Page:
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ChangingMinds Blog! > Blog Archive > 26-Jan-14

 


Sunday 26-January-14

Beautiful Adverts

Adverts use a range of techniques, from the hard-sell approach with rapid assertive talk and pushing the product at every point, to soft-sell dreamy scenes where you think 'that's nice, but what are they selling?' Clearly they all can work, otherwise they would not be used. Advertising is not an exact science, but it is something like evolution: experiments shows what works. It's a big-bucks game and finding a new formula can have significant returns.

We all know that sex sells (at least in the right context), but what about beauty? Can you use beautiful people in adverts with the insinuation that if you use the product, then by association you will be beautiful too? And indeed it works, as the many adverts with pretty people proves.

In recent research, Debra Trampe and colleagues asked 150 subjects to rate four versions of a product poster. The poster was for either a diet product or a deodorant, and used female models with either a standard body or a with their body 'digitally enhanced' to look leaner and more attractive. Also, half the subjects were told they would have to write a review of the product, which forced them to think harder about it, while the other half were just asked for first impressions.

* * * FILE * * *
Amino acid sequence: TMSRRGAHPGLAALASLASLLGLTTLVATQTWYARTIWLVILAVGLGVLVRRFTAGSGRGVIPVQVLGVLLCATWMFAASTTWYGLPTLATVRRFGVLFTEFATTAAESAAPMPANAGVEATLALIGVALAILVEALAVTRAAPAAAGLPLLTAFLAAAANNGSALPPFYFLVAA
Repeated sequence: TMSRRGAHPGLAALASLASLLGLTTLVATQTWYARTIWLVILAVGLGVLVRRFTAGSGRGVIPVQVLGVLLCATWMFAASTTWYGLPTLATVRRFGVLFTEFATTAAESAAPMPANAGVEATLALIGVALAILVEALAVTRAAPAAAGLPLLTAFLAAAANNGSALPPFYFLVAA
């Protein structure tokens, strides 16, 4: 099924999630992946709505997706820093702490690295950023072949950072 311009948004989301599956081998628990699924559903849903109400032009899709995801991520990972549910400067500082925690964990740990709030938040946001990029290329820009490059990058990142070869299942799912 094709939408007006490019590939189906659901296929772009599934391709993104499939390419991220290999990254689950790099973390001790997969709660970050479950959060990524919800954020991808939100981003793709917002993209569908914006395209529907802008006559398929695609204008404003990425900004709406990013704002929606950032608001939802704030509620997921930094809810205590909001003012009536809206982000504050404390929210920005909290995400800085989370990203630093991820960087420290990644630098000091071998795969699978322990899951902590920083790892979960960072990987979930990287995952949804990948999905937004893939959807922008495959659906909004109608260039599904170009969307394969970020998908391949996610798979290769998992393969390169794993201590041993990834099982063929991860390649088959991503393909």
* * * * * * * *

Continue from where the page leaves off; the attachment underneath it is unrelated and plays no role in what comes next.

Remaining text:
Those subjects who gave only first impressions rated both products higher when the more attractive model was used in the poster. Those who had to think about the product rated the diet product higher for the attractive model, but were not swayed by beauty in the advert for deodorant. A second study using shampoo and a home computer confirmed the findings.

The bottom line is that, aside from ethical concerns, there seems to be little harm in using beauty in much advertising, although sometimes, including when the product is beauty-irrelevant and the viewer is paying close attention, it adds no value.

It is also possible that beauty can be harmful, for example where you want the viewer to associate more with the person in the advert. For this, many adverts now use 'people like me'. Cleaning products is typical. At one time this was shown using a primly-dressed housewife. These days it is more likely to be a harried person with kids rushing all over the place.

Reference
Trampe, D., Stapel, D., Siero, F., and Mulder, H. (2010). Beauty as a tool: The effect of model attractiveness, product relevance, and elaboration likelihood on advertising effectiveness. Psychology and Marketing, 27 (12), 1101-1121


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